May Term Mems

Pine Ridge, South Dakota 

One of the unique academic experiences that Hope College offers students is to study over the summer months through May, June and July terms. For many Hope students, this is a chance to travel or spend some more time in lovely Holland and build a deeper community with the members of one class.

In May 2016, myself, a group of Hope women and an extraordinary Religion professor packed into a twelve-passenger van and drove off into the Badlands of South Dakota. Our goal was to engage and learn about the Oglala Lakota Tribe on Pine Ridge Reservation. As the professor mapped out the ride, we took turns sleeping and passing snacks as we anticipated the adventure ahead. What would the third poorest county in the country look like? What work would we be doing to help a culture with such a long history of oppression? What would the Natives think of such a strange group of Midwestern college students walking through their shops and communities?

Prior to the trip, the class met for three hours in the morning for a week in Holland to prep ourselves for the journey. My professor, Dr. Hoogerwerf, opened his doors to us and a couple of us stayed with him and his wife for the entire week. We had night chats over dinner and rode together to class in the mornings. Our side of the deal instead of rent was to babysit grandson Miles, which was never a problem. We learned about the history of the Oglala tribe and the tragedies committed to Native Americans by Colonial militias and American forces in United States History. The Lakota Tribe was forced on reservations like Pine Ridge and taken from their sacred Black Hills that now contain four faces of American presidents carved side by side. My favorite book we read was called Neither Wolf Nor Dog written by a white man who interviews Lakota Indians on the reservation and records their stories. There were many experiences on the trip that have some of the top memories of my Hope experience so far. To keep this story short, I’ll talk about my top three:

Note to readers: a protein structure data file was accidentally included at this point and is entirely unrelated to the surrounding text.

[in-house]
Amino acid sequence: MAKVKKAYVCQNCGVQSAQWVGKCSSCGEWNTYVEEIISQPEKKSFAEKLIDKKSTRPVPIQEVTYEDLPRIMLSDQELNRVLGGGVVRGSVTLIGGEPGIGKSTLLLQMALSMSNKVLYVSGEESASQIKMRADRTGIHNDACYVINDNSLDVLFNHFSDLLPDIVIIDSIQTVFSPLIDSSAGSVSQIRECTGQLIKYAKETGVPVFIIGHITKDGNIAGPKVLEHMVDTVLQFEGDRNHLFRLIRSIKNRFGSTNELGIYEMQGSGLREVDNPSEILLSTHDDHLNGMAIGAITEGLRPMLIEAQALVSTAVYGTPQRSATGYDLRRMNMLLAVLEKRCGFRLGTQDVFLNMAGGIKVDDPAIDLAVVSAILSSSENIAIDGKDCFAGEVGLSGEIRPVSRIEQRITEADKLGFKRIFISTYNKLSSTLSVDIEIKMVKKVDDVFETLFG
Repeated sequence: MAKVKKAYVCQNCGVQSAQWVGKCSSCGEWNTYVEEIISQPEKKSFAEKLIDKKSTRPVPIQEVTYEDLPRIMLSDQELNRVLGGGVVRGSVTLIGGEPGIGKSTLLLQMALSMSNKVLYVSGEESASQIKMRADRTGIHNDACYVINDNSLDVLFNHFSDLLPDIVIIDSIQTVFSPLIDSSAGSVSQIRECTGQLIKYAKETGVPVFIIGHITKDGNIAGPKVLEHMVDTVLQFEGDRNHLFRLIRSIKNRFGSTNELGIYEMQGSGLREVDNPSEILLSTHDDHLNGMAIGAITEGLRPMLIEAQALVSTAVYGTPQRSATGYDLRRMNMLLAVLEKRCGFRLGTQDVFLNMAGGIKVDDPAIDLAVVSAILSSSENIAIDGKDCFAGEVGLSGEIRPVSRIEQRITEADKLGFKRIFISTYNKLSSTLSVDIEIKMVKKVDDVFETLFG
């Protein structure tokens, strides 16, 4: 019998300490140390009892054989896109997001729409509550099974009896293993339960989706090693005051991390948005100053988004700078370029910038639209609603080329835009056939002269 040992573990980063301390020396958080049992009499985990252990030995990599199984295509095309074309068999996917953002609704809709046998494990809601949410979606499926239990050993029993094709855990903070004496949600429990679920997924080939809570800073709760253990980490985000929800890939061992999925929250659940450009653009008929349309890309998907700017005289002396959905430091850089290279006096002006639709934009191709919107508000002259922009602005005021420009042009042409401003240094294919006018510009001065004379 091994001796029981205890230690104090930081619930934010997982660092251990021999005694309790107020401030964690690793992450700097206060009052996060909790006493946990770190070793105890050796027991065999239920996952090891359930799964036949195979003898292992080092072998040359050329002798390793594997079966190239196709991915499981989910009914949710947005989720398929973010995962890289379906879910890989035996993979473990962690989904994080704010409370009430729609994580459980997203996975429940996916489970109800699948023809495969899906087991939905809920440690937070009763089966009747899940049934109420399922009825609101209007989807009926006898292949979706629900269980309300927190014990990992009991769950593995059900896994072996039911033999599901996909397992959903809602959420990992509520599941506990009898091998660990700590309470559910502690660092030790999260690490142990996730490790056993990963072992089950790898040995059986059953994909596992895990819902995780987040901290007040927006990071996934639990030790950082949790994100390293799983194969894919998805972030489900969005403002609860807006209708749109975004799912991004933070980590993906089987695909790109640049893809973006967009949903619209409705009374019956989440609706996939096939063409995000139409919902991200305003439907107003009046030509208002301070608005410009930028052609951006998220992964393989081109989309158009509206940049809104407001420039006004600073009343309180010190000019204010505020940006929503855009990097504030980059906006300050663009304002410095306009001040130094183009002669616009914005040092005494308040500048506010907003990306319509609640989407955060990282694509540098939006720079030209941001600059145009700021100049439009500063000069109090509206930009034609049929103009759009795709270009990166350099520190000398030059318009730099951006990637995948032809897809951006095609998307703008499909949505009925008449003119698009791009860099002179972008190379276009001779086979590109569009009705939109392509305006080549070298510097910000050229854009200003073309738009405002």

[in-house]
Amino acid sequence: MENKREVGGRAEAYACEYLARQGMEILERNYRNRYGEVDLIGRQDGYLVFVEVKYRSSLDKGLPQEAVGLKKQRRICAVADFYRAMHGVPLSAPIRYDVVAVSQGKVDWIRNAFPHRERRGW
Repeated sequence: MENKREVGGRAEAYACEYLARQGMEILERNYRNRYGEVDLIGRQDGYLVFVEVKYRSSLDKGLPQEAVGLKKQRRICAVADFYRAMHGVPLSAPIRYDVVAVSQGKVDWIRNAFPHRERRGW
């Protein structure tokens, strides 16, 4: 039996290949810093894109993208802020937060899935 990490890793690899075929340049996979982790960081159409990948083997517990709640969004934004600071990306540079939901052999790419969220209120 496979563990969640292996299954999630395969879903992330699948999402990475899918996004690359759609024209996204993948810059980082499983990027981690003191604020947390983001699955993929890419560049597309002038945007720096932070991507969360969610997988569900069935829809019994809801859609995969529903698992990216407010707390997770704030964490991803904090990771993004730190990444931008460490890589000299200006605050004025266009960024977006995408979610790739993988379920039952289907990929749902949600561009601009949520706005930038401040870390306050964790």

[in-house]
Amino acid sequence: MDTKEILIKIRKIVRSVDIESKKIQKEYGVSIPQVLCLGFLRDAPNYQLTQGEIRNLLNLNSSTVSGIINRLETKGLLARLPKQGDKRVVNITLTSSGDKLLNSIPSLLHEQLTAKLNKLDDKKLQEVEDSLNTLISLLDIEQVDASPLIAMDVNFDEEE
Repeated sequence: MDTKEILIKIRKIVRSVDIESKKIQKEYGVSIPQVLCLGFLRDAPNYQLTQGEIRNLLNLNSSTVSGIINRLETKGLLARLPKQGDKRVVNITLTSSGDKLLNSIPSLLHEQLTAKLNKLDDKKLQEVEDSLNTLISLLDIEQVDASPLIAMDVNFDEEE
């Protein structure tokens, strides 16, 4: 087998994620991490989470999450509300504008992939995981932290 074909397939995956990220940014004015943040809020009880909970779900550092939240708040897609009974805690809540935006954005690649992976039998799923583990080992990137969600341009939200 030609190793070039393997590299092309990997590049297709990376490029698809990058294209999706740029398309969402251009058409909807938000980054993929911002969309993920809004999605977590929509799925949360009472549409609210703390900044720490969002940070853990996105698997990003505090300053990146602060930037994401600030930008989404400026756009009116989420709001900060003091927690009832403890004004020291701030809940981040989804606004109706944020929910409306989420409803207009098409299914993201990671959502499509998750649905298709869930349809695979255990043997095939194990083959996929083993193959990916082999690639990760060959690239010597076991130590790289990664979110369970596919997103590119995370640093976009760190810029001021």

Volunteering with Remember

Our housing for the trip was offered by a nonprofit organization working with the Oglala Lakota tribe called Remember. The organization focuses on helping members of the community by building outhouses, skirting trailers, gardening and other hands-on immediate needs and relief. Meanwhile, as students, church groups, and other volunteers offer their time and skills Remember educates visitors about the tribe’s troubling past, but more importantly their rich culture. They also employ members of the tribal community to speak in the evenings and share their stories with guests. I loved meeting the speakers and hearing their experiences.

Cheesin’ after hiking the Badlands

Hiking with Ineila

Professor Dr. Hoogerwerf

One such speaker at Remember has had a relationship with our professor for years. He offers year after year to lead a hike through the Badlands and share with us the discoveries left behind by World War II machine guns and the critters that lived there before. The Badlands were formed by a salt-lake that dried up and left behind fossilized turtle shells and neat patterns of dirt and rocks. It’s a beautiful hike — but an even greater look into why the tribe treasures the land taken from them.

The group hiking through

 

 

We did it!
Ineila (our guide) and Rachel looking at turtle shell fossils

 

 

 

 

Sweat Lodge

My all-time favorite moment of our trip was also the moment I wished I could dive into a pool of ice cubes. Sweat Lodge is a traditional ceremony that “cleansed” the soul and when the men of the tribe would meet with Wakan Tanka (their deity). Another speaker at Remember, lead us through this ceremony and shared his sacred songs. The heat was intense and all twelve of us sat together under a dome made of animal skins and blankets surrounded by hot rocks that sizzled with the humidity of the air. We were also invited to share a meal with them and we sat in their trailer eating soups out of spare cups and bowls. The way they opened their arms to us was a unique and genuine gesture, and it reminded me of the way the church should also open its arms.

Example of what a lodge looks like

These memories have driven my studies back at Hope and will continue to shape my future goals. I love to fix myself in new cultures and learn from stories there. I would encourage students to volunteer and travel in their time at Hope. If not for a semester, then for a May, June, or July Term. If not for these then go on an immersion trip through Campus Ministries! There are many ways to travel, serve and learn from others and the opportunities are plentiful at Hope.